East African states and South Africa believe that allowing South Sudanese rebel leader Riek Machar to return to the war-torn country would not “necessarily be positive at this stage,” said United Nations envoy David Shearer on Wednesday.
Machar, who fled to Democratic Republic of Congo in August after fierce fighting in South Sudan, is being held in South Africa to prevent him from stirring up trouble, diplomatic and political sources told Reuters in December.
Shearer, who heads a U.N. peacekeeping mission in South Sudan, confirmed that was the case.
The feeling very much within the region is that his role, in terms of bringing him back, wouldn't necessarily be positive at this stage, so that's the decision of regional governments and South Africa.
“The feeling very much within the region is that his role, in terms of bringing him back, wouldn’t necessarily be positive at this stage, so that’s the decision of regional governments and South Africa,” Shearer told reporters in New York.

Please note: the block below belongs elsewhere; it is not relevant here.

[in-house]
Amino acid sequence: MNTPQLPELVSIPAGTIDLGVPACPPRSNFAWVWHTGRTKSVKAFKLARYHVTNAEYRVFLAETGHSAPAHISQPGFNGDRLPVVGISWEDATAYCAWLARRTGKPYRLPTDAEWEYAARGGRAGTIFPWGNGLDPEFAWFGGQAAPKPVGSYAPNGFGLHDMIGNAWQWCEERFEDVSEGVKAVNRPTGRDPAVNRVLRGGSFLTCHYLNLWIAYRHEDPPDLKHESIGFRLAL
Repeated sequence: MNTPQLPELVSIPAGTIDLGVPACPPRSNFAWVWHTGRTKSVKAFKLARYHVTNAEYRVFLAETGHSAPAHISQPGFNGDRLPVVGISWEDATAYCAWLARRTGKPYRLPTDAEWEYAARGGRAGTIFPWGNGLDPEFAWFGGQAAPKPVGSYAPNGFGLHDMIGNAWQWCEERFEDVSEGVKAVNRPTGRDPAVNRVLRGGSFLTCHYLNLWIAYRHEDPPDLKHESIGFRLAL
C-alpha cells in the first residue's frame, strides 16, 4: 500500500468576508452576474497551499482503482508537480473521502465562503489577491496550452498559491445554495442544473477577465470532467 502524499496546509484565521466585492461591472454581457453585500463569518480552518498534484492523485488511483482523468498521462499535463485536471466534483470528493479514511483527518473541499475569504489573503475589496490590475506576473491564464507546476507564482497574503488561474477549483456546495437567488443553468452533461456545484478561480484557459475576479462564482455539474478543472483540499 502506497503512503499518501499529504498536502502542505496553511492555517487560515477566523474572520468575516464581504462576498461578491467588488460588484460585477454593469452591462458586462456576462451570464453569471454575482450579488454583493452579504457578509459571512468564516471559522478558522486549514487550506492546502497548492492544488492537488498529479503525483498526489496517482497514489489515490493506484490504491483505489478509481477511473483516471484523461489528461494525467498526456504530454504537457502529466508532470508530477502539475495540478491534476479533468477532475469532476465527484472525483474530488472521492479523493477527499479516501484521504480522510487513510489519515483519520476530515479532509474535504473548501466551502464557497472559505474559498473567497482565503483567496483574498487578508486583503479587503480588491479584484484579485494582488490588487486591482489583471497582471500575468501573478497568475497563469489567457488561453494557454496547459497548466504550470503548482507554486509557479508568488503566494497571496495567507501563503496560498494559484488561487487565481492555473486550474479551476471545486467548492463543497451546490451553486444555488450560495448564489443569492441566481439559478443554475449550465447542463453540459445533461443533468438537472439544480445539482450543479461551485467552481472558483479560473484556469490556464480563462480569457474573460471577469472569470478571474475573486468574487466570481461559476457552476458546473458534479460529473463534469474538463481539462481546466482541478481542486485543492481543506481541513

South Sudan descended into civil war in 2013 after President Salva Kiir fired Machar as his deputy, unleashing a conflict that has spawned armed factions often following ethnic lines.
Shearer said Festus Mogae, the former Botswana president who heads the international mediation and monitoring body JMEC in South Sudan, and U.N. envoy for Sudan and South Sudan, Nicholas Haysom, had both visited Machar.
“What’s the most important thing — and I have made this point to everybody including President Kiir — is that the constituency he represents must be part of any peace process and any process that moves forward,” Shearer said.
The United Nations has warned of a possible genocide as millions have fled their homes, the oil-producing economy is in a tail-spin, crop harvests are devastated because of the worst drought in years and millions face famine.
The United States slammed Kiir on Tuesday for the African state’s “man-made” famine and ongoing conflict, urging him to fulfill a month-old pledge of a unilateral truce by ordering his troops back to their barracks.
U.N. sanctions monitors reported to the Security Council last month that South Sudan’s government is mainly to blame for famine in parts of the country, yet Kiir is still boosting his forces using millions of dollars from oil sales.